Students

Student Loans: The Next Bubble to Burst?

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Asset-backed securities come in all shapes, sizes and, in some cases, levels of destruction.  The meltdown of subprime mortgage-backed securities triggered the collapse of the credit markets and rise of the Great Recession.

Could student loans, which, too, are securitized and face rapid defaults, be another market bubble on the brink of a burst?

Recent data obtained by the Chronicle of Higher Education concludes 20% of federal student loans that entered repayment in 1995 have since gone into default. And analysts’ recent notes about the market for student loan asset-backed securities (aka SLABS) offer a somewhat supporting argument that the trend will only get worse:

  • Earlier this year Standard and Poor’s Ratings Services voiced concerns about pending legislation in Congress that would let borrowers toss their private student loans away under Chapter 13 bankruptcy, much like credit card debt or auto loans. If the proposal becomes law, the S&P believes “there is an increased risk that recovery rates could decline and default frequencies could increase as borrowers look to use bankruptcy strategically.” Overall the ratings agency has a negative outlook on the SLABS market.
  • Ratings agency DBRS noted this year that “the performance on existing private student loan asset backed securities throughout 2010 may well continue a long term trend of deterioration as a new slug of graduates enter repayment in a very challenging economic environment characterized most notably by a weak job market.”

But Mark Kantrowitz, publisher of FinAid.org says there’s no threat of a bubble bursting. In fact, he argues, there’s no bubble to begin with.  A bubble involves investor speculation leading to extremely inflated prices. But the price of a college education, Mark says, is “driven largely by fundamentals.” “There is no secondary market for buying and selling a college education,” he says.

He also stresses the fact that most student loans – about 90% – are federally-backed and guaranteed. So if the relatively small market for private SLABS goes belly up, it wouldn’t cause much of a stir.  “Even if there were an increase in default rates, it wouldn’t cause a collapse of the capital markets,” says Mark. Plus, as he points out, federal education loans since July 1 of this year have been made through the Direct Loan program, which, again, stem from the federal government.  “[Student loans] don’t suffer from liquidity constraints…or more to the point, if the US Treasury were to have trouble raising funds, we’ve got bigger problems than just student loans,” he says.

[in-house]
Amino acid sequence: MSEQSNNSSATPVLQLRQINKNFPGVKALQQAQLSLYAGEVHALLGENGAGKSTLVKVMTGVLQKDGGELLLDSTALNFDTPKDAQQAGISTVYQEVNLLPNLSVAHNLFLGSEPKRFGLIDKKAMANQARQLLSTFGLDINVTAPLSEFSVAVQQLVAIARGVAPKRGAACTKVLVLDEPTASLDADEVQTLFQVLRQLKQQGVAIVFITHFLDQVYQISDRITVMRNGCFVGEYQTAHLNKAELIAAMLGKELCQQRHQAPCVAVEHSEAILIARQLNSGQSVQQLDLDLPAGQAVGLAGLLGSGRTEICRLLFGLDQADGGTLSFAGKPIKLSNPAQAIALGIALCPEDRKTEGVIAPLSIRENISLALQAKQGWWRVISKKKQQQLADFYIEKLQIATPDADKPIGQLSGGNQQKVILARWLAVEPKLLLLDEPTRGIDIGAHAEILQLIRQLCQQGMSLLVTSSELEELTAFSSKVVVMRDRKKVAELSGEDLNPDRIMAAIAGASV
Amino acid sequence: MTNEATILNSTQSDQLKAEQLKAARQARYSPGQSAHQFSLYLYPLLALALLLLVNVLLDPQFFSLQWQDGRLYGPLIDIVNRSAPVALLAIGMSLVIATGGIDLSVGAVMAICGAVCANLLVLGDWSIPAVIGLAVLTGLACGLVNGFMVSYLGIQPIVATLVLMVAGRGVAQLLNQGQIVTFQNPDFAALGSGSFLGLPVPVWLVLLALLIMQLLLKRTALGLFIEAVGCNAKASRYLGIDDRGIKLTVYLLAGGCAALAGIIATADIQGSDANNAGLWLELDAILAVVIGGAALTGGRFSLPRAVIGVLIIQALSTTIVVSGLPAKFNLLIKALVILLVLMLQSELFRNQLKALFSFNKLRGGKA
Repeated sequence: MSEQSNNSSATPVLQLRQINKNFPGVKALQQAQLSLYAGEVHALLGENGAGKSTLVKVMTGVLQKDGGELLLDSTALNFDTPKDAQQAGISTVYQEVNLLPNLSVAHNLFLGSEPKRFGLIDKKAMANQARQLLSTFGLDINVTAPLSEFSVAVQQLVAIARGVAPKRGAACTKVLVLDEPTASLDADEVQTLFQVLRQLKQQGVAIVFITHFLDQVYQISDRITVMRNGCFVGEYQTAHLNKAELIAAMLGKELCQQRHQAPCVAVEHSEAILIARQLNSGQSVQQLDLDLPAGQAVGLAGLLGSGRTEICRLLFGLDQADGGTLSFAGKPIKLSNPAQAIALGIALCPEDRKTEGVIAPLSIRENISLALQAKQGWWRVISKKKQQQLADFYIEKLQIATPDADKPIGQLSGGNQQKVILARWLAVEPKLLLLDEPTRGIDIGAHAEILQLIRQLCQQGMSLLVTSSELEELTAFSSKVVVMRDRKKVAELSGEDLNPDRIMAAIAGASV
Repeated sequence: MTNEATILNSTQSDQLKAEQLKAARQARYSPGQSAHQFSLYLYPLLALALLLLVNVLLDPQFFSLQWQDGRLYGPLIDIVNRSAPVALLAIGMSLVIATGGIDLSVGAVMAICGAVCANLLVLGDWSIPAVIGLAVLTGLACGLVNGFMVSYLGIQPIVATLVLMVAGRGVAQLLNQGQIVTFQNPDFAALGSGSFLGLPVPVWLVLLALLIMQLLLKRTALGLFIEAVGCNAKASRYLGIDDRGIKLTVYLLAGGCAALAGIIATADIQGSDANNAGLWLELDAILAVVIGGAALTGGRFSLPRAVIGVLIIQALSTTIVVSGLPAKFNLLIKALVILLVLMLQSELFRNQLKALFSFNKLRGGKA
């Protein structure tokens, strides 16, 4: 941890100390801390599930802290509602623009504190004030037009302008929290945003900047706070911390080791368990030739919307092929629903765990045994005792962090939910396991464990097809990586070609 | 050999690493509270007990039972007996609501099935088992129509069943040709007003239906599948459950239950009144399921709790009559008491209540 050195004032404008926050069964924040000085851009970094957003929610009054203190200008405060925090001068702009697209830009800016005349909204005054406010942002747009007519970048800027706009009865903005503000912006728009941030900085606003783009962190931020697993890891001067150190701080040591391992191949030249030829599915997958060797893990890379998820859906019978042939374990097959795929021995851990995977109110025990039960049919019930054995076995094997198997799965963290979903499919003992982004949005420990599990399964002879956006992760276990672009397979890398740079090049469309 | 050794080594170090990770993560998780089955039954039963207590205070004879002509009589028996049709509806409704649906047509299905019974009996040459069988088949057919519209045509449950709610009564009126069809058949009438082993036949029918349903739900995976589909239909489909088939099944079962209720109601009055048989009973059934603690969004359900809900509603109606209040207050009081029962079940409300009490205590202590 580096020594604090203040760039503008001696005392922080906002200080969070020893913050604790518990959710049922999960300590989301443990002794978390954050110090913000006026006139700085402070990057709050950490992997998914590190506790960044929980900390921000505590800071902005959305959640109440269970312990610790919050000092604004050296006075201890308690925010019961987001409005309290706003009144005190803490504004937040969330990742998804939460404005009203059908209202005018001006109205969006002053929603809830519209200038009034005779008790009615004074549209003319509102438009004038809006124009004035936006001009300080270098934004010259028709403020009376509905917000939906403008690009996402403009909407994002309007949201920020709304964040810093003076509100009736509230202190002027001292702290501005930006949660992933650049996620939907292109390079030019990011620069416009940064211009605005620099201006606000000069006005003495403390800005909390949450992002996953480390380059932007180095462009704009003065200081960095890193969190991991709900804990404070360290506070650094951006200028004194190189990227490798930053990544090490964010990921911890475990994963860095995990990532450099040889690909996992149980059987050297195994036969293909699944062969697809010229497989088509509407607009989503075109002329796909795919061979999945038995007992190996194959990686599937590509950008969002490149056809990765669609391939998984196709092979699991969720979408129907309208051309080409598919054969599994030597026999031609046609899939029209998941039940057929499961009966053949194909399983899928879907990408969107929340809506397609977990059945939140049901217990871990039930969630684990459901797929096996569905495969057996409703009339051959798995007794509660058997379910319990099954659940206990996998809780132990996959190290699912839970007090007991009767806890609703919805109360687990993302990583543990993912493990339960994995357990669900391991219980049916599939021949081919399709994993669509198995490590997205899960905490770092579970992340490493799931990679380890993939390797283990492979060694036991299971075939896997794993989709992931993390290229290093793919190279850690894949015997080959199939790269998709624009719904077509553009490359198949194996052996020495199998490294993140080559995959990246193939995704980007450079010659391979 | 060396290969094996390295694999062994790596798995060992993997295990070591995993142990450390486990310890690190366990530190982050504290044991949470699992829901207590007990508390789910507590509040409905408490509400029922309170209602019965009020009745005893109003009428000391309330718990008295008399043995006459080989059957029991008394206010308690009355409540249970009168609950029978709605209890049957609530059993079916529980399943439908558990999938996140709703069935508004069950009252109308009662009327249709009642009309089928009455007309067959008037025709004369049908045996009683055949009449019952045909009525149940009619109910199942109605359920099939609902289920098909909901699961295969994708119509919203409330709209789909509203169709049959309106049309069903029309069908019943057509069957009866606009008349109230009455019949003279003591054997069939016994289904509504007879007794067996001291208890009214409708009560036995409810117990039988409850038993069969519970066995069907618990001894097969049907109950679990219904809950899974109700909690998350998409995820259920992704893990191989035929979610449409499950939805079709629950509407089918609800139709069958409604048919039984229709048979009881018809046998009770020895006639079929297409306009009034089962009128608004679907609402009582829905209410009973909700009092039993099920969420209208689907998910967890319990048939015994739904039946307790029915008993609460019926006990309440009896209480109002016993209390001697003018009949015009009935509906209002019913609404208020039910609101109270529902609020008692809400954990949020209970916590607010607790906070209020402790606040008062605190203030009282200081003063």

Mark is pretty convincing, but I’m not closing this debate here. Maybe it’s not a “bubble” but this is a brewing crisis that demands critical attention. More to come, including my interview with Alan Collinge, author of “The Student Loan Scam: The Most Oppressive Debt in U.S. History — and How We Can Fight Back. Collinge is also the founder studentloanjustice.org.

Image by The/Waz via Flickr

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  • mlimberg

    Student Loan Debt, just part of your education…. get over it. I paid on mine student loans until I was 50…. So what’s the issue?

    • Mark Dean

      GO EFF YOURSELF MLIMBERG!!!!!!!!!!

    • jay

      The issue my friend is that a generation ago college tuition was lower, the government subsidized education more heavily, students didn’t have to rely on private loans, and our economy offered graduates decent jobs that could support repayment plans.

  • Jennifer

    The problem is that 25 years ago a college degree was worth something- and got you better paying jobs than those people only with High School diplomas. Today, degrees are worth nothing because everyone has one. A college degree isn’t an achievement, it’s an expectation. In this day and age, the cost of going to school is more than the value of a degree.